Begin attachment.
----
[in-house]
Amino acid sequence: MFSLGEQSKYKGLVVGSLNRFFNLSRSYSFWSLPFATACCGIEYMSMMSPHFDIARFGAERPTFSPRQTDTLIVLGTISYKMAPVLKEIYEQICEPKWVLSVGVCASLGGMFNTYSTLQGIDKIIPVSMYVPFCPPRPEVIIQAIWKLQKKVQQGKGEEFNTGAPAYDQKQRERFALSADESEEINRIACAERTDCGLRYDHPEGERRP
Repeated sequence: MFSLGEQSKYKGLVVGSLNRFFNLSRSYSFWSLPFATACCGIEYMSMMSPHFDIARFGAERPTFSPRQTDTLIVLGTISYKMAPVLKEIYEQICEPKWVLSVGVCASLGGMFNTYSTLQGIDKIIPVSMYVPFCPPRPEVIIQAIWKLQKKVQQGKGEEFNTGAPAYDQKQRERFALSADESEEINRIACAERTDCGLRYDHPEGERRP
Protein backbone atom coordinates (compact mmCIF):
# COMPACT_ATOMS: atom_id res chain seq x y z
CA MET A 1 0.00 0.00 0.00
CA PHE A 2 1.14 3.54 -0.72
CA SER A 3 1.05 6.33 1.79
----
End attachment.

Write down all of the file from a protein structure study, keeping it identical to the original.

[in-house]
Amino acid sequence: MFSLGEQSKYKGLVVGSLNRFFNLSRSYSFWSLPFATACCGIEYMSMMSPHFDIARFGAERPTFSPRQTDTLIVLGTISYKMAPVLKEIYEQICEPKWVLSVGVCASLGGMFNTYSTLQGIDKIIPVSMYVPFCPPRPEVIIQAIWKLQKKVQQGKGEEFNTGAPAYDQKQRERFALSADESEEINRIACAERTDCGLRYDHPEGERRP
Repeated sequence: MFSLGEQSKYKGLVVGSLNRFFNLSRSYSFWSLPFATACCGIEYMSMMSPHFDIARFGAERPTFSPRQTDTLIVLGTISYKMAPVLKEIYEQICEPKWVLSVGVCASLGGMFNTYSTLQGIDKIIPVSMYVPFCPPRPEVIIQAIWKLQKKVQQGKGEEFNTGAPAYDQKQRERFALSADESEEINRIACAERTDCGLRYDHPEGERRP
Protein backbone atom coordinates (compact mmCIF):
# COMPACT_ATOMS: atom_id res chain seq x y z
CA MET A 1 0.00 0.00 0.00
CA PHE A 2 1.14 3.54 -0.72
CA SER A 3 1.05 6.33 1.79